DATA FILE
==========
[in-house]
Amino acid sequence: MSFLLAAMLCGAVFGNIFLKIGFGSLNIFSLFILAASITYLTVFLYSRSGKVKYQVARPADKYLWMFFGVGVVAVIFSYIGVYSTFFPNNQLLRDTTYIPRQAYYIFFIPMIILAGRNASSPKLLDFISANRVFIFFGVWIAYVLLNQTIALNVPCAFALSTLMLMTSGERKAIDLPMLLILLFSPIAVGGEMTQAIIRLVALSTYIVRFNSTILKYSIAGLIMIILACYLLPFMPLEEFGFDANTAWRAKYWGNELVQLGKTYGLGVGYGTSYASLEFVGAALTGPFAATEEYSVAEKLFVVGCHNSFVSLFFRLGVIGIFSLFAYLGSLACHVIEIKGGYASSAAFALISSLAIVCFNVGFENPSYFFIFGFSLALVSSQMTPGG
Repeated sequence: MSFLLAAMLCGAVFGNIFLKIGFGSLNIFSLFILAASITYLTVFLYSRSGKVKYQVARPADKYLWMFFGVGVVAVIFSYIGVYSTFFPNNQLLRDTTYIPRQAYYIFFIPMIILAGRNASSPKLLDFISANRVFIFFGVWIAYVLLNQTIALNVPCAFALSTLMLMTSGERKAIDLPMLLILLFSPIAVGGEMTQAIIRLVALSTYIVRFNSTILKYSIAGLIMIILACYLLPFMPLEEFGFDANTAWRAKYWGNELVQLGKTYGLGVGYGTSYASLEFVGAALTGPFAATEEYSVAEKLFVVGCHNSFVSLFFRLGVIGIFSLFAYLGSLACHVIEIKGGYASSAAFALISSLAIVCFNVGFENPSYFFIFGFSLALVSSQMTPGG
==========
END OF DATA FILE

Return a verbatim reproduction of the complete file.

[in-house]
Amino acid sequence: MSFLLAAMLCGAVFGNIFLKIGFGSLNIFSLFILAASITYLTVFLYSRSGKVKYQVARPADKYLWMFFGVGVVAVIFSYIGVYSTFFPNNQLLRDTTYIPRQAYYIFFIPMIILAGRNASSPKLLDFISANRVFIFFGVWIAYVLLNQTIALNVPCAFALSTLMLMTSGERKAIDLPMLLILLFSPIAVGGEMTQAIIRLVALSTYIVRFNSTILKYSIAGLIMIILACYLLPFMPLEEFGFDANTAWRAKYWGNELVQLGKTYGLGVGYGTSYASLEFVGAALTGPFAATEEYSVAEKLFVVGCHNSFVSLFFRLGVIGIFSLFAYLGSLACHVIEIKGGYASSAAFALISSLAIVCFNVGFENPSYFFIFGFSLALVSSQMTPGG
Repeated sequence: MSFLLAAMLCGAVFGNIFLKIGFGSLNIFSLFILAASITYLTVFLYSRSGKVKYQVARPADKYLWMFFGVGVVAVIFSYIGVYSTFFPNNQLLRDTTYIPRQAYYIFFIPMIILAGRNASSPKLLDFISANRVFIFFGVWIAYVLLNQTIALNVPCAFALSTLMLMTSGERKAIDLPMLLILLFSPIAVGGEMTQAIIRLVALSTYIVRFNSTILKYSIAGLIMIILACYLLPFMPLEEFGFDANTAWRAKYWGNELVQLGKTYGLGVGYGTSYASLEFVGAALTGPFAATEEYSVAEKLFVVGCHNSFVSLFFRLGVIGIFSLFAYLGSLACHVIEIKGGYASSAAFALISSLAIVCFNVGFENPSYFFIFGFSLALVSSQMTPGG